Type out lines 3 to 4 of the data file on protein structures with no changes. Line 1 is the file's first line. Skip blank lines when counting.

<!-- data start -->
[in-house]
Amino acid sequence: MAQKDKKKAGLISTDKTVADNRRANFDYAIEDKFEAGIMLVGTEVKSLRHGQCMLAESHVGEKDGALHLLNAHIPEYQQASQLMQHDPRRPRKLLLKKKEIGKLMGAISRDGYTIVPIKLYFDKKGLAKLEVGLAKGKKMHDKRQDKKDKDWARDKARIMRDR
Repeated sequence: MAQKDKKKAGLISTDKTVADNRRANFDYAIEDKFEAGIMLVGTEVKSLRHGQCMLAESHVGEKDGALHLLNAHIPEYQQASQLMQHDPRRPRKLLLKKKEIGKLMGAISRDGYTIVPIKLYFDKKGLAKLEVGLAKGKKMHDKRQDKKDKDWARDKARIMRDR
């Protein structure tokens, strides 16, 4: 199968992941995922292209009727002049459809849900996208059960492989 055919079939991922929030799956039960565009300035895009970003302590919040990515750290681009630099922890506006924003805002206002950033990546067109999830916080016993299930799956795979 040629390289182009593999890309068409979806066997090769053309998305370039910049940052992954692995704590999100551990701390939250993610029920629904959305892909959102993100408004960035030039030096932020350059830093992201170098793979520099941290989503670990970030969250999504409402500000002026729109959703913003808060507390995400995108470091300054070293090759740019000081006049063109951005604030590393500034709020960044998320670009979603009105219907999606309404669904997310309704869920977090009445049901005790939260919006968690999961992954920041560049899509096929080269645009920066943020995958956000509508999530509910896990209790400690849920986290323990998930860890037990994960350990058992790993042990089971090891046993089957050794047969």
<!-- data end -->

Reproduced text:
Repeated sequence: MAQKDKKKAGLISTDKTVADNRRANFDYAIEDKFEAGIMLVGTEVKSLRHGQCMLAESHVGEKDGALHLLNAHIPEYQQASQLMQHDPRRPRKLLLKKKEIGKLMGAISRDGYTIVPIKLYFDKKGLAKLEVGLAKGKKMHDKRQDKKDKDWARDKARIMRDR
């Protein structure tokens, strides 16, 4: 199968992941995922292209009727002049459809849900996208059960492989 055919079939991922929030799956039960565009300035895009970003302590919040990515750290681009630099922890506006924003805002206002950033990546067109999830916080016993299930799956795979 040629390289182009593999890309068409979806066997090769053309998305370039910049940052992954692995704590999100551990701390939250993610029920629904959305892909959102993100408004960035030039030096932020350059830093992201170098793979520099941290989503670990970030969250999504409402500000002026729109959703913003808060507390995400995108470091300054070293090759740019000081006049063109951005604030590393500034709020960044998320670009979603009105219907999606309404669904997310309704869920977090009445049901005790939260919006968690999961992954920041560049899509096929080269645009920066943020995958956000509508999530509910896990209790400690849920986290323990998930860890037990994960350990058992790993042990089971090891046993089957050794047969």